Overlanding doesn’t always lead you to smooth terrain. After a day of off-roading, sleeping on the rocky ground can ruin a good night’s rest. Fortunately, a roof top tent is the overland adventurer’s answer to comfort in the wilderness. If you’re already a believer in the benefits of a car top tent, then learning proper care and maintenance will increase your tent’s longevity.
How To Clean a Car Top Tent
Rooftop tents don’t collect dust and mud as quickly as traditional tents, but you should still clean yours every couple of trips. We recommend cleaning it more often if you find yourself in an area prone to wind, rain or dust storms.
The Basics of Cleaning Your Roof Top Tent
Offroaders know the importance of keeping general provisions handy. Include a vacuum, clean cloths, a soft-bristle brush and mild detergent in your arsenal to clean on the road. Get into the habit of frequently wiping down the interior and exterior of your tent with mild detergent and warm water. A quick wipe-down every morning can make a big difference in the time you take to do a more thorough cleaning.
Your choice of cleanser is critical with softshell tents because abrasive cleaners can eat away the fibers of a car top tent. There are cleansers designed specifically for softshell tents, but some campers swear by mild dish soap.
Before deep cleaning, vacuum the interior to remove loose dirt. Hose or wipe down the exterior, including the rain fly. Scrub the zippers with a small brush and apply beeswax or your preferred form of lubrication to maintain their function.
If left wet, softshell tents are prone to mold and mildew. Let your tent air dry before you pack it up.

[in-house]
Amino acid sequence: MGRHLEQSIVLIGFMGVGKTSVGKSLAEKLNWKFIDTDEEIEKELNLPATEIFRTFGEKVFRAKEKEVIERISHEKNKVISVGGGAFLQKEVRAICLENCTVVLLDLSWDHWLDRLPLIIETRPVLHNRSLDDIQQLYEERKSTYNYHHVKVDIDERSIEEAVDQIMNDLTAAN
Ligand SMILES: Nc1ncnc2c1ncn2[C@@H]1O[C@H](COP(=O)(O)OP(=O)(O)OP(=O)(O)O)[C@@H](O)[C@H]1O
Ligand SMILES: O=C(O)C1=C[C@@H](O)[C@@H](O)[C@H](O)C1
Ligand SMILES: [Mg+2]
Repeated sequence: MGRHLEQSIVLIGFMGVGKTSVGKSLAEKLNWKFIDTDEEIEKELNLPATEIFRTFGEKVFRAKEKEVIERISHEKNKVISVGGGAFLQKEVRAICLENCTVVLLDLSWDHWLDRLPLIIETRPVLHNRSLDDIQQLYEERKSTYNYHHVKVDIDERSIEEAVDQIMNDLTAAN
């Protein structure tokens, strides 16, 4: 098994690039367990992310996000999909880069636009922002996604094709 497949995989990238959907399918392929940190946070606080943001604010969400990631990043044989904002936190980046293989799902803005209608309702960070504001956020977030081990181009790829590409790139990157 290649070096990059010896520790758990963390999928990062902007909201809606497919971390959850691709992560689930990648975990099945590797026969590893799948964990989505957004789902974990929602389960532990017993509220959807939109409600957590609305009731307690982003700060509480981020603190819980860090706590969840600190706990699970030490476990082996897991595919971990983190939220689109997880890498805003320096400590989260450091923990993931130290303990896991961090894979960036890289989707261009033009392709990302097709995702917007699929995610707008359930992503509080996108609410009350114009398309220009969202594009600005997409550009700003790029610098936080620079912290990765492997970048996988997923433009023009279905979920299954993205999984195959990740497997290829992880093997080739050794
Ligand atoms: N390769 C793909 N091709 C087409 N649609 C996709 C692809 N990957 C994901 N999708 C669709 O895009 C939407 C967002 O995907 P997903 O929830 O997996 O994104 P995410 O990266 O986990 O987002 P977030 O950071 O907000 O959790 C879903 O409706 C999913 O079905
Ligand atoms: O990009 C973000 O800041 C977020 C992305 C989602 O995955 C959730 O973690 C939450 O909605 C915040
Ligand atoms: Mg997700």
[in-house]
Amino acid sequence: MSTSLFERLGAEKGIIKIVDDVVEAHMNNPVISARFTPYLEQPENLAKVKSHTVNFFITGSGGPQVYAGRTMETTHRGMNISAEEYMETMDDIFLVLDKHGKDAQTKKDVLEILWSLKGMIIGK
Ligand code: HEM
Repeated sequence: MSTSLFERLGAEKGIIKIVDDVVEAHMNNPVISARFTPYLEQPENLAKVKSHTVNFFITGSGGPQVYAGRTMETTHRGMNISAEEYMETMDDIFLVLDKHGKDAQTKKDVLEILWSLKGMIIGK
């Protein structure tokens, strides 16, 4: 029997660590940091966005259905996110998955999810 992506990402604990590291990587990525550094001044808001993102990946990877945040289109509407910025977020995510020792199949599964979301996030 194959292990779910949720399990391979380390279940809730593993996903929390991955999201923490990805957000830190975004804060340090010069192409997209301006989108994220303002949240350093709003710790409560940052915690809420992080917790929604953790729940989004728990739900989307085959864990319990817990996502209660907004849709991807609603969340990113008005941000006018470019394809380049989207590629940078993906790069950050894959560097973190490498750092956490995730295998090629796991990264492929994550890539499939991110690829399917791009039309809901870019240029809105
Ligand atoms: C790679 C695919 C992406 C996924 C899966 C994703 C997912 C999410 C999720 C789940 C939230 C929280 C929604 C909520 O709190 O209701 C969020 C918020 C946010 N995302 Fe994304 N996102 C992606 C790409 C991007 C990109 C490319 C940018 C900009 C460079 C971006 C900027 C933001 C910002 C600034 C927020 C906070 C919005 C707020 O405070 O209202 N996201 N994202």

Common materials for hard-shell tents include fiberglass and aluminum, which benefit from the same cleaning process as soft-shell tents. The major difference is that hard shells don’t gather dirt as easily. You can also apply marine wax to fiberglass and aluminum shells after cleaning to repel dirt and provide UV protection.
How To Prevent Premature Wear and Tear
A car top tent is designed to withstand windy conditions and rough terrain atop your off-roader. However, if you want to get more years out of your tent, follow these tips.
Secure Your Tent
Follow your manufacturer’s guide to the letter when attaching the tent to your vehicle. Manufacturers have instructions on properly securing your tent and what speed limits to stay below for optimal safety. Driving with an unsecured tent can cause serious wear on the tent’s fibers, resulting in fabric thinning and tearing.
Inspect Aluminum Poles
Dirty or wet aluminum poles can develop rust and corrosion. If your tent is exposed to saltwater or becomes dirty, clean the poles in fresh water and thoroughly dry them. Regularly apply lubrication and minimal silicone spray to the ferrules for further protection.
Read On for Car Top Tent Tips and Tricks
At the Nomadist, we understand your passion for off-roading. We strive to help you keep the mud on your tires but out of your car top tent. Read on for more lifestyle tips and tricks.